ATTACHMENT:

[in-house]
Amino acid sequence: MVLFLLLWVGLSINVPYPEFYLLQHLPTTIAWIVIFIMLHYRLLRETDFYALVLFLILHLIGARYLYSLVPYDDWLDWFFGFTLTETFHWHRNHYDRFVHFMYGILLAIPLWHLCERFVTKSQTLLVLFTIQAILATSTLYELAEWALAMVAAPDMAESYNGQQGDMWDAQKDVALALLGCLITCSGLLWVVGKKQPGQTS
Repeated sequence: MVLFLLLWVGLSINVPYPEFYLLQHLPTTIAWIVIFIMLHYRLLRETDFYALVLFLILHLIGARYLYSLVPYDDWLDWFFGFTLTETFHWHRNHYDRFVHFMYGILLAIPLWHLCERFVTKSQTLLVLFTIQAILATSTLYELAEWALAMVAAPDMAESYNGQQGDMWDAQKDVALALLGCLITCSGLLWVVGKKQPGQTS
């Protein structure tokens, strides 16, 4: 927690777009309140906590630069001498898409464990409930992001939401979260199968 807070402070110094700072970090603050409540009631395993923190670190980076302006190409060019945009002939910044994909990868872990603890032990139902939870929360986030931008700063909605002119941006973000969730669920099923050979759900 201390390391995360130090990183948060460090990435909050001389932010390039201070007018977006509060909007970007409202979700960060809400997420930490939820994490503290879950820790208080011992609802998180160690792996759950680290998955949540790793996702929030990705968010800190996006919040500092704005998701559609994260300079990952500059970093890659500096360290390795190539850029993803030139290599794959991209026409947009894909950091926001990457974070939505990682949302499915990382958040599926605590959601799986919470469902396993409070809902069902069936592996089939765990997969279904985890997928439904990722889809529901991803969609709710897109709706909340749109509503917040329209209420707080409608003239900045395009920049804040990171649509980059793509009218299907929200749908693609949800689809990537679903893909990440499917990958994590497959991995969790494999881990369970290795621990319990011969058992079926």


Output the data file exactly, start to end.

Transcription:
[in-house]
Amino acid sequence: MVLFLLLWVGLSINVPYPEFYLLQHLPTTIAWIVIFIMLHYRLLRETDFYALVLFLILHLIGARYLYSLVPYDDWLDWFFGFTLTETFHWHRNHYDRFVHFMYGILLAIPLWHLCERFVTKSQTLLVLFTIQAILATSTLYELAEWALAMVAAPDMAESYNGQQGDMWDAQKDVALALLGCLITCSGLLWVVGKKQPGQTS
Repeated sequence: MVLFLLLWVGLSINVPYPEFYLLQHLPTTIAWIVIFIMLHYRLLRETDFYALVLFLILHLIGARYLYSLVPYDDWLDWFFGFTLTETFHWHRNHYDRFVHFMYGILLAIPLWHLCERFVTKSQTLLVLFTIQAILATSTLYELAEWALAMVAAPDMAESYNGQQGDMWDAQKDVALALLGCLITCSGLLWVVGKKQPGQTS
């Protein structure tokens, strides 16, 4: 927690777009309140906590630069001498898409464990409930992001939401979260199968 807070402070110094700072970090603050409540009631395993923190670190980076302006190409060019945009002939910044994909990868872990603890032990139902939870929360986030931008700063909605002119941006973000969730669920099923050979759900 201390390391995360130090990183948060460090990435909050001389932010390039201070007018977006509060909007970007409202979700960060809400997420930490939820994490503290879950820790208080011992609802998180160690792996759950680290998955949540790793996702929030990705968010800190996006919040500092704005998701559609994260300079990952500059970093890659500096360290390795190539850029993803030139290599794959991209026409947009894909950091926001990457974070939505990682949302499915990382958040599926605590959601799986919470469902396993409070809902069902069936592996089939765990997969279904985890997928439904990722889809529901991803969609709710897109709706909340749109509503917040329209209420707080409608003239900045395009920049804040990171649509980059793509009218299907929200749908693609949800689809990537679903893909990440499917990958994590497959991995969790494999881990369970290795621990319990011969058992079926």